Gerard Gallant is pulling all the right strings on Vegas NHL roster
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The Vegas Golden Knights are the story of the 2017-2018 National Hockey League regular season so far, thanks to a 29-10-2 record and a lot of home-ice success at T-Mobile Arena. Perhaps one of the more overlooked aspects of this stunning achievement, however, is the work of Head Coach Gerard Gallant. He is a leading candidate for the Jack Adams Award right now, annually given to the best coach in the NHL.

This week, as a result of the Golden Knights' success and first-place standing in the Pacific Division, Gallant was named as one of the four coaches for the NHL All-Star Game on January 28 in Tampa, FL. This is the second time Gallant has received the honor, the first time being two years ago when he was coaching the Florida Panthers to the top of the Atlantic Division.

"For us to get an opportunity to coach at the All-Star Game, it's a great honor for our organization," Gallant told "It's not about me; it's about the guys in the room that work hard every day."

Golden Knights General Manager George McPhee has a long and varied career in the sport, and he chose a head coach with the same kind of experience. Gallant played several seasons in the NHL with the Detroit Red Wings and the Tampa Bay Lightning, scoring 211 goals in the regular season and 18 in the postseason. His best season came in 1988-1989, when he was named a second-team All-NHL forward for scoring 93 points in 76 games and registering 230 penalty minutes as well.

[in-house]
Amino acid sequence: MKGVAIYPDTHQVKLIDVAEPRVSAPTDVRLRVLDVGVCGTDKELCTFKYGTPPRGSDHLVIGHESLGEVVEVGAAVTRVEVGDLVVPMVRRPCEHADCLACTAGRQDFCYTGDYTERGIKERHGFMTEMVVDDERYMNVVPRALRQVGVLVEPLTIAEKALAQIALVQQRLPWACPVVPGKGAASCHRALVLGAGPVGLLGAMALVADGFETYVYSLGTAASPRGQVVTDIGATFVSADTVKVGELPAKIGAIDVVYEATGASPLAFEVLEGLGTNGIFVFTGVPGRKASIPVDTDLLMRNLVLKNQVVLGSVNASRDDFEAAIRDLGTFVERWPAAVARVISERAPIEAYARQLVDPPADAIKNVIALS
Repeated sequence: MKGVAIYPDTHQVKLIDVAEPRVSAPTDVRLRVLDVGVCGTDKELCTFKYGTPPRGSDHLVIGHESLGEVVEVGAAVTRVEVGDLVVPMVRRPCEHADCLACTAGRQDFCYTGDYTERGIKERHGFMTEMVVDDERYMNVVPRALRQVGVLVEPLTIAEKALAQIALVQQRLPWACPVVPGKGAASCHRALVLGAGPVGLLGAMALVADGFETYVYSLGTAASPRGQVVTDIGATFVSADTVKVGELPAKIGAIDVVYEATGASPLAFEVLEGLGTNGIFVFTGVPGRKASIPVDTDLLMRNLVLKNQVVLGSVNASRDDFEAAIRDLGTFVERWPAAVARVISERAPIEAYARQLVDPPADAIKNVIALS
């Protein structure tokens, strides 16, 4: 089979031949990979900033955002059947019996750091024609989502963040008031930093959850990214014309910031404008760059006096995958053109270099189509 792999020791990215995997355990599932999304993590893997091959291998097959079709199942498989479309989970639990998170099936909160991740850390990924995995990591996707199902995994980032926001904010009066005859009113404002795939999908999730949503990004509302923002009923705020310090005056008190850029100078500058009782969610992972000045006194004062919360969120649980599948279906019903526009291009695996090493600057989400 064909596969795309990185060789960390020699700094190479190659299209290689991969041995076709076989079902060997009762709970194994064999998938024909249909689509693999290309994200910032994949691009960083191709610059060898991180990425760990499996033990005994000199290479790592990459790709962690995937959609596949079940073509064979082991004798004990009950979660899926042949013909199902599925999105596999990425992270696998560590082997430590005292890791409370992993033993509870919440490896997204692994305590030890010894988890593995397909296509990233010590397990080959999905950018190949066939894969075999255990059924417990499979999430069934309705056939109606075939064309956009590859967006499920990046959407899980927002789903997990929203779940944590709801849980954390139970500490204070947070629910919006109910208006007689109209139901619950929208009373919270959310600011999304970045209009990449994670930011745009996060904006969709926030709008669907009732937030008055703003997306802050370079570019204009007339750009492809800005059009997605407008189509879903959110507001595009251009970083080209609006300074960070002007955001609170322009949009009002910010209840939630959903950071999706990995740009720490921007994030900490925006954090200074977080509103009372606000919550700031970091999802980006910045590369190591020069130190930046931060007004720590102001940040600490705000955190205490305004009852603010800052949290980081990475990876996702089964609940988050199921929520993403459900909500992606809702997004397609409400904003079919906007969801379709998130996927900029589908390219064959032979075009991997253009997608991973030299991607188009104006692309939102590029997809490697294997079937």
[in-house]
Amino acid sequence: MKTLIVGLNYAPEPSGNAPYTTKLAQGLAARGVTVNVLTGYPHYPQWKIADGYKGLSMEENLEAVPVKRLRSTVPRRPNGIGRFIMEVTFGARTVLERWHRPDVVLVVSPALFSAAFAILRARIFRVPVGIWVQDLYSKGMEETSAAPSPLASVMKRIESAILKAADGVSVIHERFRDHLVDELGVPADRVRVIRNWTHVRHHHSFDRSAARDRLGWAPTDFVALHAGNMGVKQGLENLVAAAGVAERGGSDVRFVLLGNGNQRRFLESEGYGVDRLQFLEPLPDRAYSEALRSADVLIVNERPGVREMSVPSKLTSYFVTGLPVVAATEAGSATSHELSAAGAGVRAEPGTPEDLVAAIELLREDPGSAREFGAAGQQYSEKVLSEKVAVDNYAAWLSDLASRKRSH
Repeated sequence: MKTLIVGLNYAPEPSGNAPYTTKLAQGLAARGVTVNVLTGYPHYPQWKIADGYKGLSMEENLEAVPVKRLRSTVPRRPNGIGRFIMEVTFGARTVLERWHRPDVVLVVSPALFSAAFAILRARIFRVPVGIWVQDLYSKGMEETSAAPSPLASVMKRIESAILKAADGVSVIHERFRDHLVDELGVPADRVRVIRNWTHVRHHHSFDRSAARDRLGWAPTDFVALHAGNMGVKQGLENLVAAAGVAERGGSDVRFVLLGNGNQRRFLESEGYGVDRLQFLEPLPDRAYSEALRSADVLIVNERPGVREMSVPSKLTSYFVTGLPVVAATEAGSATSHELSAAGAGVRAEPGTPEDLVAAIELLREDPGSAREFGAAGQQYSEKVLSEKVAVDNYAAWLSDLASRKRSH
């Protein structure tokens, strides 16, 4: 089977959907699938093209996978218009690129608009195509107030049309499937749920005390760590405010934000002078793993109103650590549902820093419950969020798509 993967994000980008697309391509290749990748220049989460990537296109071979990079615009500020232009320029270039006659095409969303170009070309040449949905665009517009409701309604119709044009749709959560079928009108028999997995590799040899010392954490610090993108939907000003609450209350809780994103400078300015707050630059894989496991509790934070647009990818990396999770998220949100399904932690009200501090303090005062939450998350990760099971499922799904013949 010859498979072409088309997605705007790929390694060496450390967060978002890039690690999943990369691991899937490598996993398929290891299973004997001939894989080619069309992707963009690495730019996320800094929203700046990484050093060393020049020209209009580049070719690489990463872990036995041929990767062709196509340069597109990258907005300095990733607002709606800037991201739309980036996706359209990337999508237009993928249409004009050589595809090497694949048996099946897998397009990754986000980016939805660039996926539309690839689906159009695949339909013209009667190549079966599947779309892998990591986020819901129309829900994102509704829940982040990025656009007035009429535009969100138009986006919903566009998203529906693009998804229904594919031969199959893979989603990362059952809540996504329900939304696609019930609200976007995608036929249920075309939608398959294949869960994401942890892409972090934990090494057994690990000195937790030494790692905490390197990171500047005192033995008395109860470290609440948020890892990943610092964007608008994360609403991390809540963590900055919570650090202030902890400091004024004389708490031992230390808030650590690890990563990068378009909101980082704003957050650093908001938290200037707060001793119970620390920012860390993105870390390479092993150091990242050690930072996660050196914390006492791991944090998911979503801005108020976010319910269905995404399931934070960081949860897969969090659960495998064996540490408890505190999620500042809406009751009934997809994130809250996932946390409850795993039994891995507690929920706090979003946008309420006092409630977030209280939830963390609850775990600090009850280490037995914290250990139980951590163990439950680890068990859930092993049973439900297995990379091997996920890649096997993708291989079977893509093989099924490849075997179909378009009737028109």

At just 5-foot-10 and 180 pounds, Gallant was a feisty left wing in an early era of success for smaller players like himself. Playing under Jacques Demers in Detroit also gave Gallant an excellent education in the bench aspect of the game, as Demers remains the only back-to-back winner of the Adams Award in NHL history (1986-1987, 1987-1988). He served as an alternate captain in Detroit for years, playing on the same line as captain Steve Yzerman.

When Gallant's playing days ended in 1995, he started coaching junior hockey right away before moving up into the professional leagues. He posted a 56-76-4-6 record (the league still allowed ties then) with the Columbus Blue Jackets in his first NHL head-coach role from 2003-2007, before Yzerman—then the Team Canada General Manager—chose Gallant as an assistant for the 2007 World Championships, which Canada won.

His second NHL experience as a head coach was much more successful, as he led the Panthers to a 96-64-25 mark in two-plus seasons—including a first-place finish in the Atlanta Division in 2015-2016—before inexplicably being let go just 21 games into the 2016-2017 season.

The Florida organization's blunder became Sin City's gain when McPhee hired Gallant on April 13, 2017.

"We are going to work hard, we are going to build a strong organization, a strong hockey team here, and hopefully that happens," the new Vegas coach told when he was hired that day. "You look at the NHL today and from first to the worst, there's not a big difference. We are going to get a lot of good hockey players."

Vegas has done just that, and the results on the ice speak for themselves right now. The Golden Knights have the best record in the Western Conference, and after the last four expansion teams averaged a mere 24 wins per season, Vegas already has 29 halfway through the campaign—and probably will finish with 50-plus victories in their inaugural year.

That's a tremendous accomplishment, but it's merely a reflection of Gallant's coaching philosophy, which he made clear the day he was hired.

"As coach you can't look long-term; you just have to look at the next day and get better every day," he said back in April 2017. "When you take care of the little things, big things will happen."

Just how big things will get in Sin City this season is yet to be determined, but with Gallant at the helm, the Golden Knights are aiming high.

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